At our monthly team meeting last week we were given news of the startling prospect that, in order to compete with the anticipated venture of supermarkets into the provision of conveyancing services later this year, some larger ‘bulk’ conveyancing firms are proposing to outsource their conveyancing work to teams of Indian Lawyers now fully trained in English Law.
This seems to reinforce the frequently held view that conveyancing is simply an administration paper exercise which can be provided at a minimal cost. However, as a client remarked to me recently, when I had explained the ‘ins and outs’ of the title problem delaying her matter “It’s not that straightforward, thank goodness I used you”.
The first stages of the conveyancing process are the searches and enquiries once the draft contract is received. Under the umbrella of checking the title and searches your conveyancer will actually be considering numerous issues some based on law, others on planning and building control and some on local knowledge. Many of these will never need to be reported to you the client, but others when they are may come as a surprise.
One such issue is the Government Oil Pipeline and Storage System (GPSS), which in this area runs adjacent to the A4 corridor heading west to storage depots at Bristol. Another branch runs south from the A4 to the Hamble passing through Micheldever. The pipeline was built in the Second World War to supply fuel to airbases and other strategic installations including public airports. It extended to the South Coast, where as part of Operation Pluto it supplied the underwater pipes to Northern France for the D Day operations and subsequent invasion of Europe.
Whilst this is an interesting historical fact you may not realise that it continues to have relevance today. Amazingly the system is still operational and it comprises of 2,500 Kilometres of pipeline and 46 depots and storage facilities for defence purposes. The system is also interlinked with a number of private systems to provide a huge network across the country and locations served include the Atomic Weapons Establishment at Aldermaston and RAF Mildenhall in Norfolk.
On the ground the system is marked by white posts with a bright yellow roof on top and black strip running across the roof however despite this, workmen still managed to cut into the highly pressurised pipe in the Derbyshire in 2000.
If the Local search or title deeds indicate that the pipeline is in the area of a proposed purchase property we will firstly undertake a search with Linesearch which will confirm, based on the postcode of the property, if the property is within the “Zone of Interest of the Pipeline”. If it is confirmed, a detailed plan of the zone will be obtained. This may of course be of vital importance to your decision to buy, as building and other works including fencing in close proximity to the pipeline may be prohibited and certainly a formal consent will be required. Your plans for a detached granny annex, swimming pool or even a simple extension to the property may well be set back by this discovery and influence your decision to proceed.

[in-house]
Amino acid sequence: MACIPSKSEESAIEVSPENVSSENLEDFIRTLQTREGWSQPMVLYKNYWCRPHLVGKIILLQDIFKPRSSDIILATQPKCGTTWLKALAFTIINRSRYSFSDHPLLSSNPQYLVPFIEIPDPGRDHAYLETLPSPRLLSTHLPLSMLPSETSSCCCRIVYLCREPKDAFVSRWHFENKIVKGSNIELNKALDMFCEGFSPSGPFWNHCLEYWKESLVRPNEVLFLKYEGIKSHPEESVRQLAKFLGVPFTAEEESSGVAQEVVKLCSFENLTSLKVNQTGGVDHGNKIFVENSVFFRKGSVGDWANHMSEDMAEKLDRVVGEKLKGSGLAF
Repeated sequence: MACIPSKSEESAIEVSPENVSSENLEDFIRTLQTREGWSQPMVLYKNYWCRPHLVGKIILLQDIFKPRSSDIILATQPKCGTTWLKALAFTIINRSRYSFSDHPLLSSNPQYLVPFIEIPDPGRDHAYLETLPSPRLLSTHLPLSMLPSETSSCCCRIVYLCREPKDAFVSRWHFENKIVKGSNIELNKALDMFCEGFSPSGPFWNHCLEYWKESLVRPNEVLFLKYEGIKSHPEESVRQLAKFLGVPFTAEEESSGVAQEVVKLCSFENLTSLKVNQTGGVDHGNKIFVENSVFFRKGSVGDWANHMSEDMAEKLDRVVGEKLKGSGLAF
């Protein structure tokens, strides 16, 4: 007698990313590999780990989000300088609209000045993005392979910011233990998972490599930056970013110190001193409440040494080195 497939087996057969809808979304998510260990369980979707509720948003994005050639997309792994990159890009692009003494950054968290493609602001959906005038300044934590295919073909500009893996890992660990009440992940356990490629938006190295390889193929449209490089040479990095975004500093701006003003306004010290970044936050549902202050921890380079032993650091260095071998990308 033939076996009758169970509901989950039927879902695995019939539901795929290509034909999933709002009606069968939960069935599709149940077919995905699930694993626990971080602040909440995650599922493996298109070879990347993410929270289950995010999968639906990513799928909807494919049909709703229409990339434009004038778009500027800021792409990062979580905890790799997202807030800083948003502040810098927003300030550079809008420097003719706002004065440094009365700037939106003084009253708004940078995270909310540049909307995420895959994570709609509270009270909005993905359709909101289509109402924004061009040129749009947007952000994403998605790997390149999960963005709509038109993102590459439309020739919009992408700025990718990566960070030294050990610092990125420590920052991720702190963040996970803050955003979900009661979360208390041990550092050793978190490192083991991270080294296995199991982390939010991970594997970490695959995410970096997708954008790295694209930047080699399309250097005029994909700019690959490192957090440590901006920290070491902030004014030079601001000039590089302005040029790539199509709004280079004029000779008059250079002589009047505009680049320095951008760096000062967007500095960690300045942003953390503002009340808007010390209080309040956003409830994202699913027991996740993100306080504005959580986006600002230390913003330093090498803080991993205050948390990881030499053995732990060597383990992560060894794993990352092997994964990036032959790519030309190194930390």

A strip extending to 3 metres either side of the pipeline known as a wayleave is protected by legislation. Consent is required from the Secretary of State for any works within the wayleave (except agricultural operations) and the construction of any building or other obstruction within the wayleave is generally not permitted. Whilst one might assume that the pipeline does not run near to housing the demand for houses in the past 30 years means there are a number of developments in the area constructed along the A4 corridor where the pipeline runs through not only communal areas of the estate but also the gardens of some properties.
The existence of the pipeline in your back garden is unlikely to affect your day to day living, after all numerous pipes and cables belonging to other statutory bodies may well also run through the garden. It is however helpful to be fully aware of its existence and mindful of the possible need to obtain consent for operations in the future.
The issue of course also highlights the need for good communication between your self and your Solicitor. We are fortunate through the high level of personal contact we have with our clients to be able to understand your needs in the transaction and to offer sound advice based on good local knowledge. We fear that this will be lost if larger firms begin to outsource their conveyancing work . The personal touch that can be vital with such a large decision like buying a house will no longer be apparent.
For more information regarding this issue or any other conveyancing requirements please contact Fiona Tighe at Gardner Leader on: 01635 508 107.